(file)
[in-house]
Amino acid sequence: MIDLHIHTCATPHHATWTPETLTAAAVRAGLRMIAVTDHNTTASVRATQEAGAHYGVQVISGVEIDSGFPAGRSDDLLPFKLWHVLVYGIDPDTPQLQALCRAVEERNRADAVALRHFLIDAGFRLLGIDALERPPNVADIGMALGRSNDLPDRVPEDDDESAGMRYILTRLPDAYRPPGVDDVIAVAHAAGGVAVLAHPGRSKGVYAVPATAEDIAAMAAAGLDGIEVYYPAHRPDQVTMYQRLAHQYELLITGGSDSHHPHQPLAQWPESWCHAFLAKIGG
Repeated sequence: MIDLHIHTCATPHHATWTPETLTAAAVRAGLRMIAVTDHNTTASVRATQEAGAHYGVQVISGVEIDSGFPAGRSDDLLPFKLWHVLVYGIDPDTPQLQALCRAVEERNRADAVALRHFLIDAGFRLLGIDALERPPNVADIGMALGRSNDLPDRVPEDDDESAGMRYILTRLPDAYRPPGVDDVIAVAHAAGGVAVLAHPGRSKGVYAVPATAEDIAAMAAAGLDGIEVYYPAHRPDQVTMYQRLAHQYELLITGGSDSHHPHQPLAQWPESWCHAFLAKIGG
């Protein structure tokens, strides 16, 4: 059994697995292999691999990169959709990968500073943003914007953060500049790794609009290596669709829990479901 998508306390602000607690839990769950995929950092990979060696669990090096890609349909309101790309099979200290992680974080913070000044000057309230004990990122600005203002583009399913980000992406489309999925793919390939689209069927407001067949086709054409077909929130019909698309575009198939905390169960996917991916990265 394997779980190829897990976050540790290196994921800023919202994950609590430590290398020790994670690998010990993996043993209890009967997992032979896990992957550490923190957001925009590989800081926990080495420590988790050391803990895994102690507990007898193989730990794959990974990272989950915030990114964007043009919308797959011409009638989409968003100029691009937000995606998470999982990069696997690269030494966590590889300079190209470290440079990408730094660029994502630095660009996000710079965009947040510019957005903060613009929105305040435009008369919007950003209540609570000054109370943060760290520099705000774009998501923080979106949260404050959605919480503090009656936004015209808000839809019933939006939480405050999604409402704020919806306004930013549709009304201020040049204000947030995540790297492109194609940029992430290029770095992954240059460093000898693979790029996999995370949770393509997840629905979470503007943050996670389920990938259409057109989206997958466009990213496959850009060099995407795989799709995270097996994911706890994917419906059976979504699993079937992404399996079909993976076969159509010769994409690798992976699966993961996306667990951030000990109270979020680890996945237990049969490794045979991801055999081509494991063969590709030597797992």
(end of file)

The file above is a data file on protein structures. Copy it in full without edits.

[in-house]
Amino acid sequence: MIDLHIHTCATPHHATWTPETLTAAAVRAGLRMIAVTDHNTTASVRATQEAGAHYGVQVISGVEIDSGFPAGRSDDLLPFKLWHVLVYGIDPDTPQLQALCRAVEERNRADAVALRHFLIDAGFRLLGIDALERPPNVADIGMALGRSNDLPDRVPEDDDESAGMRYILTRLPDAYRPPGVDDVIAVAHAAGGVAVLAHPGRSKGVYAVPATAEDIAAMAAAGLDGIEVYYPAHRPDQVTMYQRLAHQYELLITGGSDSHHPHQPLAQWPESWCHAFLAKIGG
Repeated sequence: MIDLHIHTCATPHHATWTPETLTAAAVRAGLRMIAVTDHNTTASVRATQEAGAHYGVQVISGVEIDSGFPAGRSDDLLPFKLWHVLVYGIDPDTPQLQALCRAVEERNRADAVALRHFLIDAGFRLLGIDALERPPNVADIGMALGRSNDLPDRVPEDDDESAGMRYILTRLPDAYRPPGVDDVIAVAHAAGGVAVLAHPGRSKGVYAVPATAEDIAAMAAAGLDGIEVYYPAHRPDQVTMYQRLAHQYELLITGGSDSHHPHQPLAQWPESWCHAFLAKIGG
């Protein structure tokens, strides 16, 4: 059994697995292999691999990169959709990968500073943003914007953060500049790794609009290596669709829990479901 998508306390602000607690839990769950995929950092990979060696669990090096890609349909309101790309099979200290992680974080913070000044000057309230004990990122600005203002583009399913980000992406489309999925793919390939689209069927407001067949086709054409077909929130019909698309575009198939905390169960996917991916990265 394997779980190829897990976050540790290196994921800023919202994950609590430590290398020790994670690998010990993996043993209890009967997992032979896990992957550490923190957001925009590989800081926990080495420590988790050391803990895994102690507990007898193989730990794959990974990272989950915030990114964007043009919308797959011409009638989409968003100029691009937000995606998470999982990069696997690269030494966590590889300079190209470290440079990408730094660029994502630095660009996000710079965009947040510019957005903060613009929105305040435009008369919007950003209540609570000054109370943060760290520099705000774009998501923080979106949260404050959605919480503090009656936004015209808000839809019933939006939480405050999604409402704020919806306004930013549709009304201020040049204000947030995540790297492109194609940029992430290029770095992954240059460093000898693979790029996999995370949770393509997840629905979470503007943050996670389920990938259409057109989206997958466009990213496959850009060099995407795989799709995270097996994911706890994917419906059976979504699993079937992404399996079909993976076969159509010769994409690798992976699966993961996306667990951030000990109270979020680890996945237990049969490794045979991801055999081509494991063969590709030597797992």